The IRS Criminal Investigation Rushes to Investigate COVID-19 Fraud

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The government has moved at a record pace to investigate fraud related to COVID-19 benefits, such as PPP fraud and use of fraudulent tax credits granted by the CARES Act. In a story broken by Frederic Lee at Tax Notes[1], IRS Special Agent in Charge, Ryan L. Korner, stated as follows during a virtual meeting of the California bar:

We’re working [COVID-19 fraud cases] very quickly. They’re very different than traditional tax cases that can take years. In many instances, we’re identifying perpetrators of these crimes, and within a week or a couple of days, we’re out there arresting them.

It is incredibly rare to see IRS criminal investigations conclude this quickly and result in an arrest. But the IRS CI unit has teamed up with other federal agencies and departments, such as the Small Business Administration and Department of Labor, to investigate COVID-19 related fraud.[2] In fact, according to Ryan Korner, IRS CI has even been working closely with local law enforcement:

A lot of our COVID-19-related fraud leads, for example, have come from local police departments such as Beverly Hills [California], where they see folks out there in their communities, spending these fraudulently obtained benefits that they’ve received.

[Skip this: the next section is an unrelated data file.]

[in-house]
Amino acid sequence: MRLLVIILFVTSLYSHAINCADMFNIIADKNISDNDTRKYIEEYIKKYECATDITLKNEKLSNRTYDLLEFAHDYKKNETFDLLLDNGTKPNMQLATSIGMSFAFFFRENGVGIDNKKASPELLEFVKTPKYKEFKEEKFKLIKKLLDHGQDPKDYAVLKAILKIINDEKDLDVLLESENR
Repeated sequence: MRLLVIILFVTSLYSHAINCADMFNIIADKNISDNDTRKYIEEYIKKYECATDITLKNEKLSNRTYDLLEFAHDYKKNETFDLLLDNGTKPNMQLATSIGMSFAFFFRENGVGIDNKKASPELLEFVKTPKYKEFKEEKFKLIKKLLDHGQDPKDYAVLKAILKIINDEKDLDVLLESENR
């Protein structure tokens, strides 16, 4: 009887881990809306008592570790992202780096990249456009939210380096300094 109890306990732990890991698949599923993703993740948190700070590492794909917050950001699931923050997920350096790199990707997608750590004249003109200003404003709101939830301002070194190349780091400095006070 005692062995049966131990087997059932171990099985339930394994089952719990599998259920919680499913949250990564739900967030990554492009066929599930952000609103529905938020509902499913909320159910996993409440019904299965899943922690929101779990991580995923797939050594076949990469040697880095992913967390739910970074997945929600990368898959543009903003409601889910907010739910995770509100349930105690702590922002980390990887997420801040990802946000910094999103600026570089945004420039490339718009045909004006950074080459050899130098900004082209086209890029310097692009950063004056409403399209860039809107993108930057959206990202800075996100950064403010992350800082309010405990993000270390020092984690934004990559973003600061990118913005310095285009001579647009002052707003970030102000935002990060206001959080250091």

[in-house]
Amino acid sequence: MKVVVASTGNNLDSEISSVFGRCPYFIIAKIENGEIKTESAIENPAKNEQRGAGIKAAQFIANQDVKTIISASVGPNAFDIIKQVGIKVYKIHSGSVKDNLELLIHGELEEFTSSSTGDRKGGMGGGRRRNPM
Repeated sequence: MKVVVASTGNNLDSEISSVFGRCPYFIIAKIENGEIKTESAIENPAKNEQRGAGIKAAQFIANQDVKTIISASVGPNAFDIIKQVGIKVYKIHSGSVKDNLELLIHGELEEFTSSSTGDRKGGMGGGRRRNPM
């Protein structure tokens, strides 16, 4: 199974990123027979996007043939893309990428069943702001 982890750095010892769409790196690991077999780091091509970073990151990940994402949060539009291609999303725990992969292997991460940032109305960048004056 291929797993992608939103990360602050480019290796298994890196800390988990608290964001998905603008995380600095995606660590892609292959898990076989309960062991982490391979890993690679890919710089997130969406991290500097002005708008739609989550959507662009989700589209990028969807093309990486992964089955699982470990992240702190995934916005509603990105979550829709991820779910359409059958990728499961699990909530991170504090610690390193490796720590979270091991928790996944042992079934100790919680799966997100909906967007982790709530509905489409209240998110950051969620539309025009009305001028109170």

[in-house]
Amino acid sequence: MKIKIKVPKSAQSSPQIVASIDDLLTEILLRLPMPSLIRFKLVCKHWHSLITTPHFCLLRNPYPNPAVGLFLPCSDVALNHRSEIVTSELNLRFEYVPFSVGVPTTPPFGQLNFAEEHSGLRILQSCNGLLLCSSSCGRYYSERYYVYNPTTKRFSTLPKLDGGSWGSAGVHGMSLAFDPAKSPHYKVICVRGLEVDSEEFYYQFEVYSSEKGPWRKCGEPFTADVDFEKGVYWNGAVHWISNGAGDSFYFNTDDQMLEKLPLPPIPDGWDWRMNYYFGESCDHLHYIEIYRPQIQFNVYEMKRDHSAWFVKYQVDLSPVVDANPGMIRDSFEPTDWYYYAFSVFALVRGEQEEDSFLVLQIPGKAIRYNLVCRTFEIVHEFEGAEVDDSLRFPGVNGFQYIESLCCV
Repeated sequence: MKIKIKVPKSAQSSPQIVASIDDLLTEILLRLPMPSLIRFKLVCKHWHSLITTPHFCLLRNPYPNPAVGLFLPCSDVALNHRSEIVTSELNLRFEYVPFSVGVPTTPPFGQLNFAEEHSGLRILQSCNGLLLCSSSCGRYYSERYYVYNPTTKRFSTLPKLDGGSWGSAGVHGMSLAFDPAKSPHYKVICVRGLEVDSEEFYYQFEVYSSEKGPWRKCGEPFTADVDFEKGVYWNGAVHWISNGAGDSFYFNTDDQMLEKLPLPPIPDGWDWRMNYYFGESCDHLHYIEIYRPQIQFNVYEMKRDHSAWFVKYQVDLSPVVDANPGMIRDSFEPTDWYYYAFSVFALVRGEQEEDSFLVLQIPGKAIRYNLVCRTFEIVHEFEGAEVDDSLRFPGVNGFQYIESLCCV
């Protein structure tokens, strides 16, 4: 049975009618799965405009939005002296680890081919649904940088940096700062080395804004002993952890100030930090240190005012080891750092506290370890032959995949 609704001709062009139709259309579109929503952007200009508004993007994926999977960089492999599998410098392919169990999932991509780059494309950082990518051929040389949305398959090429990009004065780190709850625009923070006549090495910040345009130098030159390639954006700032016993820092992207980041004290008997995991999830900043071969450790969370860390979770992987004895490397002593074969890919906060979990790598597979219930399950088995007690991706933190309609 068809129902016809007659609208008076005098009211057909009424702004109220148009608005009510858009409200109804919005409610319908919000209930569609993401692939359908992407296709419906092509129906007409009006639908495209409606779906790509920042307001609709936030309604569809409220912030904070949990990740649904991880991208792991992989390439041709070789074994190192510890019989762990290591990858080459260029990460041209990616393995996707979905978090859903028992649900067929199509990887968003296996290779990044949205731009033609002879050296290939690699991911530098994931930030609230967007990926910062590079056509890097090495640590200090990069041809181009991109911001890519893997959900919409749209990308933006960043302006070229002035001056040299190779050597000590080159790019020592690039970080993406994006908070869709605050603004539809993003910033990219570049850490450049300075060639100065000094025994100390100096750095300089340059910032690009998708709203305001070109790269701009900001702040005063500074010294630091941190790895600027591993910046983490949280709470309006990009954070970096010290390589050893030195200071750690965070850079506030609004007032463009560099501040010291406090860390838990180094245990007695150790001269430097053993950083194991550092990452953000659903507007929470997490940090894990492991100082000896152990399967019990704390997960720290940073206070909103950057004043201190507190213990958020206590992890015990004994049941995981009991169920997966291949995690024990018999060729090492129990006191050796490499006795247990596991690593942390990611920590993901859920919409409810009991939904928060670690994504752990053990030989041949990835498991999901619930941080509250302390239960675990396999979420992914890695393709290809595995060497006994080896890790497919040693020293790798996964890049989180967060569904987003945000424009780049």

Mr. Korner then discussed a current COVID-19 fraud case against “Antonio Baines—a rapper known as Nuke Bizzle—who bragged in a music video called ‘EDD’ about getting rich by committing unemployment benefits fraud.”[3] Baines was arrested and charged for allegedly applying for over $1.2 million in pandemic related unemployment benefits through use of stolen identities.[4]

The government’s message is clear. It is focused on investigating and prosecuting pandemic-related fraud. These investigations can typically last for years, but the government has been able to leverage its vast enforcement network to quickly investigate and arrest individuals based on allegations of fraud. Such a quick timeline of investigation and arrest is rarely, if ever, seen, and this marks a potential dawn of a new era in cooperation between federal agencies.


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[1] Frederic Lee, IRS Special Agent Sheds Light on COVID-19 Fraud Investigations, TaxNotes (November 9, 2020).

[2] Id.

[3] Id.

[4] Id.